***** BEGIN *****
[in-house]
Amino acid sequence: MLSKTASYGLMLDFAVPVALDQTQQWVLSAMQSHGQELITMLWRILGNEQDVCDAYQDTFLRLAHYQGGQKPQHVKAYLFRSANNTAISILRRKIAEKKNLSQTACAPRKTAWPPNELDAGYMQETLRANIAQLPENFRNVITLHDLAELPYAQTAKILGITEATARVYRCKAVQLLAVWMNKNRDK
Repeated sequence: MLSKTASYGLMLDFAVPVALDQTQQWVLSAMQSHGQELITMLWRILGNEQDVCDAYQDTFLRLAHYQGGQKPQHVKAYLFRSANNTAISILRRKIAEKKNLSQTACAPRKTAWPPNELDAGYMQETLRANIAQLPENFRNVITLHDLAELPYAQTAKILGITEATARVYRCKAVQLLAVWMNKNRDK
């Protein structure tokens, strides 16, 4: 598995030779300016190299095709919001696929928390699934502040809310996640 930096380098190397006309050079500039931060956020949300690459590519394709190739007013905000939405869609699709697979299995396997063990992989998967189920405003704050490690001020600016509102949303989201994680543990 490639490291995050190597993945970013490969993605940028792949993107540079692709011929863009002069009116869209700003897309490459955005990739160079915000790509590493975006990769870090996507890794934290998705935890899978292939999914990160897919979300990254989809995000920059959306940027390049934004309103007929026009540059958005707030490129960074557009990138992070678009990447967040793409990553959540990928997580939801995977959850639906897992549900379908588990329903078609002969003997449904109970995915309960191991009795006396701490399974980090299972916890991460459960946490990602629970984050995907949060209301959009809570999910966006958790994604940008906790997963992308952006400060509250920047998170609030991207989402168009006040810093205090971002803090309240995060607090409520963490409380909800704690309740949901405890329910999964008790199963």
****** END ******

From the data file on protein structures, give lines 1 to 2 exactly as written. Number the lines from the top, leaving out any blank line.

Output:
[in-house]
Amino acid sequence: MLSKTASYGLMLDFAVPVALDQTQQWVLSAMQSHGQELITMLWRILGNEQDVCDAYQDTFLRLAHYQGGQKPQHVKAYLFRSANNTAISILRRKIAEKKNLSQTACAPRKTAWPPNELDAGYMQETLRANIAQLPENFRNVITLHDLAELPYAQTAKILGITEATARVYRCKAVQLLAVWMNKNRDK